So I used the ubiquitous Facebook and got in touch. Turns out, he was very interested in my project, and his fees were very reasonable. So we got together for a brainstorming kaffeeklatch at our local pub. Papers and arms flew around, enthusiasm reigned. A master plan was hatched.  I must mention, that in addition to all the aforementioned talents, it also happens that Mr. Lunde is a very smart and funny guy, very nice, and what's best of all, he's a doer.

In the words of Bugs Bunny:

"If I dood it, I get a whippin!"
".....I dood it."

Next Installment:
The Trailer Gods Smile.

Monday, March 21, 2011

Living La Vida Luxe at Pennsic War...

Those of you who know me also know that I've been in the Society for Creative Anachronisms (SCA) for, well, EVER. (Actually, from the age of sixteen, but sometimes it feels like forever!) Once a year, about 12,000 of my closest friends and I gather at a campground in Pennsylvania for a large festival/war, called 'Pennsic War'.

The war started out as a reason for a few locals to get together and have some SCA-style fighting, archery, dancing, etc., and grew over the years to what amounts to a temporary city being constructed for two weeks. There are tents, pavilions, castles, pubs, shops and pirate ships, amongst other constructions Now, we're anticipating the 40th Pennsic War this summer.

My first Pennsic was spent  in a nylon two-man dome tent. (SCAdians affectionately refer to these as 'Pennsic Tumbleweeds' because of their tendency to blow down the hills in a strong wind.) I had no bed, no air mattress, nothing. I had just a sleeping bag, some cobbled-together garb, a box of oatmeal, a box of iced tea mix, and six cans of tuna fish. That's it.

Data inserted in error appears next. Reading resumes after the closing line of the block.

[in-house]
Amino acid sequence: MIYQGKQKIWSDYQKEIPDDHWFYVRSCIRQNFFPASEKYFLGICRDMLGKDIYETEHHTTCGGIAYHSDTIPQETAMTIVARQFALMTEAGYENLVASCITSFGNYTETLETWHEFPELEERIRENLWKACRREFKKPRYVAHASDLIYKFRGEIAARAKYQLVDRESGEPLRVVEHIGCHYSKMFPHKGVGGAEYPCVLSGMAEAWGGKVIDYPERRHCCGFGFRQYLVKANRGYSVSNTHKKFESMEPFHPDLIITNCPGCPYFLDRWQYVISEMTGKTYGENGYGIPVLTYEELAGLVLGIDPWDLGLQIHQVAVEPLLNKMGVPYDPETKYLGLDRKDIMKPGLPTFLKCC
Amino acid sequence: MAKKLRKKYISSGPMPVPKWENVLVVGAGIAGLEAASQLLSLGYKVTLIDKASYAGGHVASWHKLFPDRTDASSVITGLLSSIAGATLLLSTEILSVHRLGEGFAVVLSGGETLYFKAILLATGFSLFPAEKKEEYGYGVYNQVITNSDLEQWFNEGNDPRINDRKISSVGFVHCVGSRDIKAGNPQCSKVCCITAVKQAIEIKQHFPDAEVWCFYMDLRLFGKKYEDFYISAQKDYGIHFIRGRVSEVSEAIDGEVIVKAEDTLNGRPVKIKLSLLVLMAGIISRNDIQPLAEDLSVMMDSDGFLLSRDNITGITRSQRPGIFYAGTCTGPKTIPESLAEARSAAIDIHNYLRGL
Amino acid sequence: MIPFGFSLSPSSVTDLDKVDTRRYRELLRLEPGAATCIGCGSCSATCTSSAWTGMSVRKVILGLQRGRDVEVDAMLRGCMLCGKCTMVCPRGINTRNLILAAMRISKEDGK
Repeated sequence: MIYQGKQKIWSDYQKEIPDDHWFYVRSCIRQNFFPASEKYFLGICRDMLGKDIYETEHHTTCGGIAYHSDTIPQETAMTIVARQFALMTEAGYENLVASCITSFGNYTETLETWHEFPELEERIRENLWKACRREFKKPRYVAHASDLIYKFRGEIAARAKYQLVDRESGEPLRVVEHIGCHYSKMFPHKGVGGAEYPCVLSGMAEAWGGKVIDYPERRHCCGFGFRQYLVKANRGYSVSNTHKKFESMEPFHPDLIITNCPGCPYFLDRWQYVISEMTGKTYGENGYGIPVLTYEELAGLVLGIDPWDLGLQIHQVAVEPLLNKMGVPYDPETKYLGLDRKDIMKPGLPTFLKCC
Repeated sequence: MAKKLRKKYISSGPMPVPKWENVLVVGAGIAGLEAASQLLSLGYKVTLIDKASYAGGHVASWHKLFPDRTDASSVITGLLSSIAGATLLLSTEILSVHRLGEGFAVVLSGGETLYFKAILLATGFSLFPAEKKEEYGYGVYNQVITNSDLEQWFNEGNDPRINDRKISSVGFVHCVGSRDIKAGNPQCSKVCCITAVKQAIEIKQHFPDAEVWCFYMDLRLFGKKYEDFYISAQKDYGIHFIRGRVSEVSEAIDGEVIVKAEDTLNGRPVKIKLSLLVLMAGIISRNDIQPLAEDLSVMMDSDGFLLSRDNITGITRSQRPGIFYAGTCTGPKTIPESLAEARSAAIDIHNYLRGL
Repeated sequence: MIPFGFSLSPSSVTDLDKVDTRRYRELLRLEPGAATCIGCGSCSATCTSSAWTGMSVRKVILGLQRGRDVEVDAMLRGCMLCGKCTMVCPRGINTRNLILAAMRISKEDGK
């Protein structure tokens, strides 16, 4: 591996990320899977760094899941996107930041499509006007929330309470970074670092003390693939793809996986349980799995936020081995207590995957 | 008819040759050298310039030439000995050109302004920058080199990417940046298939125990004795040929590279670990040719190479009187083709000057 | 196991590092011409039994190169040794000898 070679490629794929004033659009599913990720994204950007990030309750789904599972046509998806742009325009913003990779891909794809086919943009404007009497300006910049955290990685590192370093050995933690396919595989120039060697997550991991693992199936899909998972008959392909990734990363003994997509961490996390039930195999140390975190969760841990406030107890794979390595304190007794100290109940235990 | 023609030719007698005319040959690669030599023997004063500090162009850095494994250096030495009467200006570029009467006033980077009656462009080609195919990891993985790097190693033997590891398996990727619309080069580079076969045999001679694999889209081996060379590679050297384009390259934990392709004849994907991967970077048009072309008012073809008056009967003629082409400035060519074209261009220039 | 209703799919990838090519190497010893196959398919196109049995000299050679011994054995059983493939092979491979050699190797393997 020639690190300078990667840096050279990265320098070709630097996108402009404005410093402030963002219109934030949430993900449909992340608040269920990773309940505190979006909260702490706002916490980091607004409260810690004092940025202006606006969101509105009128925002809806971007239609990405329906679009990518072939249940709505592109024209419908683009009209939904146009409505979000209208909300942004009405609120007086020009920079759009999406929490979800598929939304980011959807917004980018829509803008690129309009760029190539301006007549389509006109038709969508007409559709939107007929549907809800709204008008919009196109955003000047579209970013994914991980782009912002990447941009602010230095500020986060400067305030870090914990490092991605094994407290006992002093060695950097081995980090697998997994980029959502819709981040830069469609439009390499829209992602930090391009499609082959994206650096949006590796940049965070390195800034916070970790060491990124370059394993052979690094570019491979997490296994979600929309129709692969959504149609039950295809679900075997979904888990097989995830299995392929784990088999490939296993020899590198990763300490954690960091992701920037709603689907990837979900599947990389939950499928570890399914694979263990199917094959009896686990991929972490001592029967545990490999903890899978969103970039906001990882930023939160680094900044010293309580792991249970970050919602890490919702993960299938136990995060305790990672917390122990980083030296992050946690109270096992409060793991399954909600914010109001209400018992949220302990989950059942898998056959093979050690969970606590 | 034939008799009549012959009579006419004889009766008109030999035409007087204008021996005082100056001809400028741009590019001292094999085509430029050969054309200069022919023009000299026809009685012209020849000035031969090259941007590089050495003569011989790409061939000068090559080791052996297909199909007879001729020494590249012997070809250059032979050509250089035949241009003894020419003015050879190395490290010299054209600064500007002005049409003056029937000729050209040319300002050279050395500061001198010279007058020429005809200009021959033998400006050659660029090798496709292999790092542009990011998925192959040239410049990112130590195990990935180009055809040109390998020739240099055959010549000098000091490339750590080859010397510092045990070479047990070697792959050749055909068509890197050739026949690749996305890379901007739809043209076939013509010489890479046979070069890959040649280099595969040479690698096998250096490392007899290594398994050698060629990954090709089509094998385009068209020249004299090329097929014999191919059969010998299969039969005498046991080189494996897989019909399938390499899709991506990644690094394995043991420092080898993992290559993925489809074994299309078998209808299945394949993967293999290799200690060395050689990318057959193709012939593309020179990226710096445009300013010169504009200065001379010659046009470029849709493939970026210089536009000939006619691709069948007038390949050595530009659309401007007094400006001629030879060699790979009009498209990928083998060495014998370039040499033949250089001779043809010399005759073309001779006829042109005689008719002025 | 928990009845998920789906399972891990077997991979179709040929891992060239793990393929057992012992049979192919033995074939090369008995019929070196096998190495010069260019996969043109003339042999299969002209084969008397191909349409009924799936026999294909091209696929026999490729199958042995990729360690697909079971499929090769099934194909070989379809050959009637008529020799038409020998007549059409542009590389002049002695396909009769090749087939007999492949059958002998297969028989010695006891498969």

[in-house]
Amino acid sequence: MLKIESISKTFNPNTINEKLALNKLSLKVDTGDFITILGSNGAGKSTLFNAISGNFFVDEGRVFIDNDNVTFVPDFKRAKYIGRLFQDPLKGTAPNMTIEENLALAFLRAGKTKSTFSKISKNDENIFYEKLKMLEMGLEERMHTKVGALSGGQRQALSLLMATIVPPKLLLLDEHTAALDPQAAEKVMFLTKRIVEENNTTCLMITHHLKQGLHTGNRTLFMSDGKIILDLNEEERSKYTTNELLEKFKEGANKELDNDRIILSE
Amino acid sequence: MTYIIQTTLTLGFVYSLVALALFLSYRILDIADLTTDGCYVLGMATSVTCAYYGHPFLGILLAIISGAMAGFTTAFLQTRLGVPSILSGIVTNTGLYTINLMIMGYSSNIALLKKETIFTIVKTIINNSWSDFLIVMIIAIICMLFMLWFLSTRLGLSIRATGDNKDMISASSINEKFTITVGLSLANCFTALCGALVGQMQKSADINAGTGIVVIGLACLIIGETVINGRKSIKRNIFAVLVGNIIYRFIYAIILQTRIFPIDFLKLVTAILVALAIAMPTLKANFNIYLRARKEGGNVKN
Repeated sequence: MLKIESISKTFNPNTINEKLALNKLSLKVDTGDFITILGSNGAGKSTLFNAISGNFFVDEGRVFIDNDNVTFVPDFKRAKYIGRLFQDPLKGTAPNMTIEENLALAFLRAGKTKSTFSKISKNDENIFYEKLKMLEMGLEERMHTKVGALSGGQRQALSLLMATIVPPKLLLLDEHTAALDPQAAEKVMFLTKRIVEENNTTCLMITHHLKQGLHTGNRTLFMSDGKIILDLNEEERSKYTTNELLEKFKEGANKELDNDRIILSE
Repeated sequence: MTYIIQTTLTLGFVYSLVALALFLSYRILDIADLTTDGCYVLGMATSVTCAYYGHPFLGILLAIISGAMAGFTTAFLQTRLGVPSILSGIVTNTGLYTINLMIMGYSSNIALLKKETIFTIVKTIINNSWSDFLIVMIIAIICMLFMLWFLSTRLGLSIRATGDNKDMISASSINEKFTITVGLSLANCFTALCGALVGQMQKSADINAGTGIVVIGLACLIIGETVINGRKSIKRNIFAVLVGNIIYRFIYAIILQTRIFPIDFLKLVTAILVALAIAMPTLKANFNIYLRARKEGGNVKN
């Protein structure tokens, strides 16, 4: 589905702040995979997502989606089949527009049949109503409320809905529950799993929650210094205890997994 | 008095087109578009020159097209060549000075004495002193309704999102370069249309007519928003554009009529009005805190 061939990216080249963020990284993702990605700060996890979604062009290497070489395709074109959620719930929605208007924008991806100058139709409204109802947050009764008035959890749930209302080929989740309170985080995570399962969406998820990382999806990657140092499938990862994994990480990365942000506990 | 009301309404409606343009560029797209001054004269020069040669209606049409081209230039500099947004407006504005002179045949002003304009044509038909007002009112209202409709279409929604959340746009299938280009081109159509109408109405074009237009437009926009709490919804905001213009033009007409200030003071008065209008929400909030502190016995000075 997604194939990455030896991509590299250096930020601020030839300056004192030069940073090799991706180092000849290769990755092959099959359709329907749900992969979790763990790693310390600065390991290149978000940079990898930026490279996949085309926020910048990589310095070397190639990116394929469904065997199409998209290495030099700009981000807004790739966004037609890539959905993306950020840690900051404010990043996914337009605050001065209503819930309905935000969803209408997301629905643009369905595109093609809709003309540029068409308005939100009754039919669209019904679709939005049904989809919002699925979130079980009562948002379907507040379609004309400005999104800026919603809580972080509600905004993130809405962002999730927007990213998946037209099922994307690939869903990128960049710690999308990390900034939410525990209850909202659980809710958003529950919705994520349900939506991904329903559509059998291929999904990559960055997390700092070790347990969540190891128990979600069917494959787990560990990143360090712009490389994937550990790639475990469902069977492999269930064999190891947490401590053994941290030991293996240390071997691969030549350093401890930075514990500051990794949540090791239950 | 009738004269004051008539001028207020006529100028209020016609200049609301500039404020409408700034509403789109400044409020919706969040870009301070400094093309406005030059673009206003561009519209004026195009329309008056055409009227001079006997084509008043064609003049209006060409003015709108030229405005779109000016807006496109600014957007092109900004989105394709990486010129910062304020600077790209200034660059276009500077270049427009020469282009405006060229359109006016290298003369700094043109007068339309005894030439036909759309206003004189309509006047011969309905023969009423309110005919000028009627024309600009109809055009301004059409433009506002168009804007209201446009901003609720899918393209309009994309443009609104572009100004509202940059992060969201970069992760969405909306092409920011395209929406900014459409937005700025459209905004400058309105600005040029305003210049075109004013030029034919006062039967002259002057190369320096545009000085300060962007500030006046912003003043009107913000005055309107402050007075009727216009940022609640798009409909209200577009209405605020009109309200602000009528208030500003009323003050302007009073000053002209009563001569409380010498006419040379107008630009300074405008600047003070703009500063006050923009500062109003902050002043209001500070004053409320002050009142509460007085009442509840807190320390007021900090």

That was when I was twenty. I am now forty-one. I have spent the last 20 years worth of Pennsics slowly improving my kit: From a 2 man domer to a six man tent with an air mattress, and from thence to a canvas pavilion with a four-post collapsible bed. As I got older, my tolerance for the cold and damp, heat and bugs got lower, and my camping setup became likewise more elaborate to offset the discomfort.

Every year at Pennsic, I would drool over some of the more elaborate constructions that people lived in; temporary tudor houses, towers, castles, an Italian palazzo. All of these disassemble and are stored on site. They require many people to put together and a lot of land to sit on. I had neither the skill to build one or the camping land to build it on. I dreamed of luxury Pennsic living in vain, and spent many years getting greener and greener with envy.